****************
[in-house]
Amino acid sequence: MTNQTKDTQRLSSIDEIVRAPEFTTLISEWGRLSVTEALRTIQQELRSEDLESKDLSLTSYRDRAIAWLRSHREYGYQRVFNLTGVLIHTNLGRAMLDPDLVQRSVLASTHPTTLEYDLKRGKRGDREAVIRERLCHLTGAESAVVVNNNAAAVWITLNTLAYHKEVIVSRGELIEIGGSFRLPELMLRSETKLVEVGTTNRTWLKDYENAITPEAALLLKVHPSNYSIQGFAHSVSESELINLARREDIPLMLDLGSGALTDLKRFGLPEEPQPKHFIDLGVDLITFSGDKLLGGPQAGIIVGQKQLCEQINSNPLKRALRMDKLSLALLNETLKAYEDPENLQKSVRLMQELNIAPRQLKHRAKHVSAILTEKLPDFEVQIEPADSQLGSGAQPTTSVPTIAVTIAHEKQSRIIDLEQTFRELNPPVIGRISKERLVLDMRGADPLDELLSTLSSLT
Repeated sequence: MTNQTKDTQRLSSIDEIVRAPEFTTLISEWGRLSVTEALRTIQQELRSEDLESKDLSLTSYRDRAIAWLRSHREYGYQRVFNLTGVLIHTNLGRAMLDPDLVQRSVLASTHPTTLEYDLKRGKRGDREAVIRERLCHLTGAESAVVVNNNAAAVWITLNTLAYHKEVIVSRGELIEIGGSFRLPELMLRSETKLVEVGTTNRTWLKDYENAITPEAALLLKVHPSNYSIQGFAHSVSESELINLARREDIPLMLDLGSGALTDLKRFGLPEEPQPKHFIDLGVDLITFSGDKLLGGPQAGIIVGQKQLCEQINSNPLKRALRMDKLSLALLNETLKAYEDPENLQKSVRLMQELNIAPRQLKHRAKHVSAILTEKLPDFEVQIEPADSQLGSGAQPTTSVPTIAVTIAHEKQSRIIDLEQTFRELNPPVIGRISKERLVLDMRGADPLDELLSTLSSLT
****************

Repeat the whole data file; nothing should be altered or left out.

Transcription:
[in-house]
Amino acid sequence: MTNQTKDTQRLSSIDEIVRAPEFTTLISEWGRLSVTEALRTIQQELRSEDLESKDLSLTSYRDRAIAWLRSHREYGYQRVFNLTGVLIHTNLGRAMLDPDLVQRSVLASTHPTTLEYDLKRGKRGDREAVIRERLCHLTGAESAVVVNNNAAAVWITLNTLAYHKEVIVSRGELIEIGGSFRLPELMLRSETKLVEVGTTNRTWLKDYENAITPEAALLLKVHPSNYSIQGFAHSVSESELINLARREDIPLMLDLGSGALTDLKRFGLPEEPQPKHFIDLGVDLITFSGDKLLGGPQAGIIVGQKQLCEQINSNPLKRALRMDKLSLALLNETLKAYEDPENLQKSVRLMQELNIAPRQLKHRAKHVSAILTEKLPDFEVQIEPADSQLGSGAQPTTSVPTIAVTIAHEKQSRIIDLEQTFRELNPPVIGRISKERLVLDMRGADPLDELLSTLSSLT
Repeated sequence: MTNQTKDTQRLSSIDEIVRAPEFTTLISEWGRLSVTEALRTIQQELRSEDLESKDLSLTSYRDRAIAWLRSHREYGYQRVFNLTGVLIHTNLGRAMLDPDLVQRSVLASTHPTTLEYDLKRGKRGDREAVIRERLCHLTGAESAVVVNNNAAAVWITLNTLAYHKEVIVSRGELIEIGGSFRLPELMLRSETKLVEVGTTNRTWLKDYENAITPEAALLLKVHPSNYSIQGFAHSVSESELINLARREDIPLMLDLGSGALTDLKRFGLPEEPQPKHFIDLGVDLITFSGDKLLGGPQAGIIVGQKQLCEQINSNPLKRALRMDKLSLALLNETLKAYEDPENLQKSVRLMQELNIAPRQLKHRAKHVSAILTEKLPDFEVQIEPADSQLGSGAQPTTSVPTIAVTIAHEKQSRIIDLEQTFRELNPPVIGRISKERLVLDMRGADPLDELLSTLSSLT